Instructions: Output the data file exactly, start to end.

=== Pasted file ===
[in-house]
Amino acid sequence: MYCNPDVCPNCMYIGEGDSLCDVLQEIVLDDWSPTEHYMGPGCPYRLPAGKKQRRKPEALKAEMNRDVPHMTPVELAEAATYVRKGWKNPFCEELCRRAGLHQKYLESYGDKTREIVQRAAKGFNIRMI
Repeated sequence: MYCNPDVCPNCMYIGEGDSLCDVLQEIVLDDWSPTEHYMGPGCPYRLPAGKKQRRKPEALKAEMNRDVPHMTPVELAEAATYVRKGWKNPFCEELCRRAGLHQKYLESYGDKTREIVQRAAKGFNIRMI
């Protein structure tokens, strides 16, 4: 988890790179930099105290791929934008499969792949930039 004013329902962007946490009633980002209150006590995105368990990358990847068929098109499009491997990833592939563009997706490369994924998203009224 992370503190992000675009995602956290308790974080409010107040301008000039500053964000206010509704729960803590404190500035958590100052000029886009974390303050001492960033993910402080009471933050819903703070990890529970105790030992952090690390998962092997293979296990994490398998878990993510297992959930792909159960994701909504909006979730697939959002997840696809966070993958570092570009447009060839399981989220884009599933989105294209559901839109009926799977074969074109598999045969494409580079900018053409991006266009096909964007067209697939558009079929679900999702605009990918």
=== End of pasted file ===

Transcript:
[in-house]
Amino acid sequence: MYCNPDVCPNCMYIGEGDSLCDVLQEIVLDDWSPTEHYMGPGCPYRLPAGKKQRRKPEALKAEMNRDVPHMTPVELAEAATYVRKGWKNPFCEELCRRAGLHQKYLESYGDKTREIVQRAAKGFNIRMI
Repeated sequence: MYCNPDVCPNCMYIGEGDSLCDVLQEIVLDDWSPTEHYMGPGCPYRLPAGKKQRRKPEALKAEMNRDVPHMTPVELAEAATYVRKGWKNPFCEELCRRAGLHQKYLESYGDKTREIVQRAAKGFNIRMI
């Protein structure tokens, strides 16, 4: 988890790179930099105290791929934008499969792949930039 004013329902962007946490009633980002209150006590995105368990990358990847068929098109499009491997990833592939563009997706490369994924998203009224 992370503190992000675009995602956290308790974080409010107040301008000039500053964000206010509704729960803590404190500035958590100052000029886009974390303050001492960033993910402080009471933050819903703070990890529970105790030992952090690390998962092997293979296990994490398998878990993510297992959930792909159960994701909504909006979730697939959002997840696809966070993958570092570009447009060839399981989220884009599933989105294209559901839109009926799977074969074109598999045969494409580079900018053409991006266009096909964007067209697939558009079929679900999702605009990918």